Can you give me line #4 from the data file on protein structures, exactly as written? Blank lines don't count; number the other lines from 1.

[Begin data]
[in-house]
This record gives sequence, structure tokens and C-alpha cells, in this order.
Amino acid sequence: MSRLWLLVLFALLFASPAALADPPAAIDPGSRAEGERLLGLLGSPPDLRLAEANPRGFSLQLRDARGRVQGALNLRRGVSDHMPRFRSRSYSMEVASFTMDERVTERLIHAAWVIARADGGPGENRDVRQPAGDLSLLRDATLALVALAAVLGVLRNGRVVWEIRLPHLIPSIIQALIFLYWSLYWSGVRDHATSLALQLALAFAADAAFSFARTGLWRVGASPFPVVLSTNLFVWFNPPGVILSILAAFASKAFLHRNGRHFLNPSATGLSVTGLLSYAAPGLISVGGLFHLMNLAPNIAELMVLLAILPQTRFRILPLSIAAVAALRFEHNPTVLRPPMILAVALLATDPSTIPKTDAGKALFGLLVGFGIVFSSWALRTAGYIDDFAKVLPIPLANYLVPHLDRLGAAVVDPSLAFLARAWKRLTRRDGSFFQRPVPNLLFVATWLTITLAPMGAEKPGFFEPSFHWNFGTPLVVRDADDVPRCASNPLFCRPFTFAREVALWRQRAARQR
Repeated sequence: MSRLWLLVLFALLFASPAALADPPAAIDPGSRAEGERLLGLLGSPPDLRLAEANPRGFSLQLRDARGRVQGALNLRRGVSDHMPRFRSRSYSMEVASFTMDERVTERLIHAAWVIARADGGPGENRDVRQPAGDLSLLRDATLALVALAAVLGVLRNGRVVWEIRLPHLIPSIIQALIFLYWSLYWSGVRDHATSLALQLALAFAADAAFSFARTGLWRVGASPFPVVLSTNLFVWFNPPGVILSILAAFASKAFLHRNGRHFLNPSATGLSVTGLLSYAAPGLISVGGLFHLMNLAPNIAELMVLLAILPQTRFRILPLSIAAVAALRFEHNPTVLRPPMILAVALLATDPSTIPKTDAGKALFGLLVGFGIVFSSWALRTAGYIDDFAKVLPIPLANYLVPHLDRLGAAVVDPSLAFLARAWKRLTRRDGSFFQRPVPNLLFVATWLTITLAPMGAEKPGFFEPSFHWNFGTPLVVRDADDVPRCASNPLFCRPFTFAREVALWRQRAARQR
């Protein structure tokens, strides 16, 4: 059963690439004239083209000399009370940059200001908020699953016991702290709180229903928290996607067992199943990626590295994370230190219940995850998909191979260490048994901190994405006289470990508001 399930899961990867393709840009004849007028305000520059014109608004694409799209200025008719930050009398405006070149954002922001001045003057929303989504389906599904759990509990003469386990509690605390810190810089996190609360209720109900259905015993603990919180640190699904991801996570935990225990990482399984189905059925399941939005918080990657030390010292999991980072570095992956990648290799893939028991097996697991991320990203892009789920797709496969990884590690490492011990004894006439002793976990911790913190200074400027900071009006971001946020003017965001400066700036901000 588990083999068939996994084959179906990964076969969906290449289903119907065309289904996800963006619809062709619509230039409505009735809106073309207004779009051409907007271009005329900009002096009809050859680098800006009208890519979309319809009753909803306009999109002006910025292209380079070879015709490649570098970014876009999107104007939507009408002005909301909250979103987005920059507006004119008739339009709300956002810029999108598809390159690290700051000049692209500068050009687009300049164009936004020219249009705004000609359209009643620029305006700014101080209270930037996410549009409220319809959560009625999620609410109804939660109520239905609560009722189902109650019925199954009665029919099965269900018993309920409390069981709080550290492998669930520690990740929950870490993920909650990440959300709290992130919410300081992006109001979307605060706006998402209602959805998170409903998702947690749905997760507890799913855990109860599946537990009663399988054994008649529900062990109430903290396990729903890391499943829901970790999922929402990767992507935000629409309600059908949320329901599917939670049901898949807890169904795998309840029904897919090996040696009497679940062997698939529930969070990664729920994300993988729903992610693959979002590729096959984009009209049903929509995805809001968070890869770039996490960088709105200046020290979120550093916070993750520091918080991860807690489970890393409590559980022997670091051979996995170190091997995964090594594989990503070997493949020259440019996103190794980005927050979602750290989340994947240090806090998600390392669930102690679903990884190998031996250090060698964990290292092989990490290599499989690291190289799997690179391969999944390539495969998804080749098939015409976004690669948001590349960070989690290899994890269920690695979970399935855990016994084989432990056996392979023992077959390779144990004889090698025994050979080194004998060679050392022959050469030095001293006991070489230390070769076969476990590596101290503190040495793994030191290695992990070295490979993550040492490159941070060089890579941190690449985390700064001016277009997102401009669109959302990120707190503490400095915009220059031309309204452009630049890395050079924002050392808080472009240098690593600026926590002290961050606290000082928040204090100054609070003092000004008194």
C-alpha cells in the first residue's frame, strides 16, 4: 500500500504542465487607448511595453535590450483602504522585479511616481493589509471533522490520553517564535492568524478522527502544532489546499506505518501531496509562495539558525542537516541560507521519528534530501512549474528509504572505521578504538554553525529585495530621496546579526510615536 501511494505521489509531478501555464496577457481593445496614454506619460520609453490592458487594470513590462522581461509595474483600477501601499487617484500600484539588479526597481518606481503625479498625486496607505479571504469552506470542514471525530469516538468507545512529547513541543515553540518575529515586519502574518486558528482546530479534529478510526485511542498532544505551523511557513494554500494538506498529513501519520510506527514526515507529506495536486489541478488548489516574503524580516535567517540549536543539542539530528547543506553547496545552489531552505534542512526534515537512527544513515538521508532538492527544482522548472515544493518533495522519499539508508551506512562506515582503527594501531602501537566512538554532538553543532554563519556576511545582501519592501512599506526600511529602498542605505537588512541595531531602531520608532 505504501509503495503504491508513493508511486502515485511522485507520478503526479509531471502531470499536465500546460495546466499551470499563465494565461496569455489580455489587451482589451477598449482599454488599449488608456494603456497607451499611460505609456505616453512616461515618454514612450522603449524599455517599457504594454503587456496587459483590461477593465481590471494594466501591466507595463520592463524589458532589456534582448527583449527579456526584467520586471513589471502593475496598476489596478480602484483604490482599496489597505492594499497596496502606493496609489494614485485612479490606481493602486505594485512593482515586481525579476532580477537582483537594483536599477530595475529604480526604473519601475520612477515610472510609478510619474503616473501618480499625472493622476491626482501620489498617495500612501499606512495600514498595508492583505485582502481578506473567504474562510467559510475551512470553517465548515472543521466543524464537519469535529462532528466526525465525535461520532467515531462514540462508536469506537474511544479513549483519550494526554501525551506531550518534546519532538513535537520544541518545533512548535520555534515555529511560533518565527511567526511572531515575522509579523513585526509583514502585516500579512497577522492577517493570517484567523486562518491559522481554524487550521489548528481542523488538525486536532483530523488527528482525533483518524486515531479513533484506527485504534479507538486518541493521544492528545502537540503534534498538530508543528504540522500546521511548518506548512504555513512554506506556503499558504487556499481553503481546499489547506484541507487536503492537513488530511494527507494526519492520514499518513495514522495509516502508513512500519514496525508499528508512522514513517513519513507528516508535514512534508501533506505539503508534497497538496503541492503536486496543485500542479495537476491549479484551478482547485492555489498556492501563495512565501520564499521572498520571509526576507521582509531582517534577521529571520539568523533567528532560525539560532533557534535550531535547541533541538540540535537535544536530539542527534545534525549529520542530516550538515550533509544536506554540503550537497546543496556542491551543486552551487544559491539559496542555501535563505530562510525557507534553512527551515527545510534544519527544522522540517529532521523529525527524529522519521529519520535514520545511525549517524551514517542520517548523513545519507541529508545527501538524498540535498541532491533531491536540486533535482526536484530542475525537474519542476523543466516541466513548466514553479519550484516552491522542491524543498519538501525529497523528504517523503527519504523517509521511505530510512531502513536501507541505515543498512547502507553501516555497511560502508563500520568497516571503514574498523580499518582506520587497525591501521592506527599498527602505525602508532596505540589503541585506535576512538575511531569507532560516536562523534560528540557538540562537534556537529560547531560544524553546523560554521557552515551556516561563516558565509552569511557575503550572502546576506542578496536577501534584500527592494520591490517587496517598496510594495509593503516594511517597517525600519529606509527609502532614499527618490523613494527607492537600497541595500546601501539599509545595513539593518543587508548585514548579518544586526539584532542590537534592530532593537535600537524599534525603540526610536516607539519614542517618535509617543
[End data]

Repeated sequence: MSRLWLLVLFALLFASPAALADPPAAIDPGSRAEGERLLGLLGSPPDLRLAEANPRGFSLQLRDARGRVQGALNLRRGVSDHMPRFRSRSYSMEVASFTMDERVTERLIHAAWVIARADGGPGENRDVRQPAGDLSLLRDATLALVALAAVLGVLRNGRVVWEIRLPHLIPSIIQALIFLYWSLYWSGVRDHATSLALQLALAFAADAAFSFARTGLWRVGASPFPVVLSTNLFVWFNPPGVILSILAAFASKAFLHRNGRHFLNPSATGLSVTGLLSYAAPGLISVGGLFHLMNLAPNIAELMVLLAILPQTRFRILPLSIAAVAALRFEHNPTVLRPPMILAVALLATDPSTIPKTDAGKALFGLLVGFGIVFSSWALRTAGYIDDFAKVLPIPLANYLVPHLDRLGAAVVDPSLAFLARAWKRLTRRDGSFFQRPVPNLLFVATWLTITLAPMGAEKPGFFEPSFHWNFGTPLVVRDADDVPRCASNPLFCRPFTFAREVALWRQRAARQR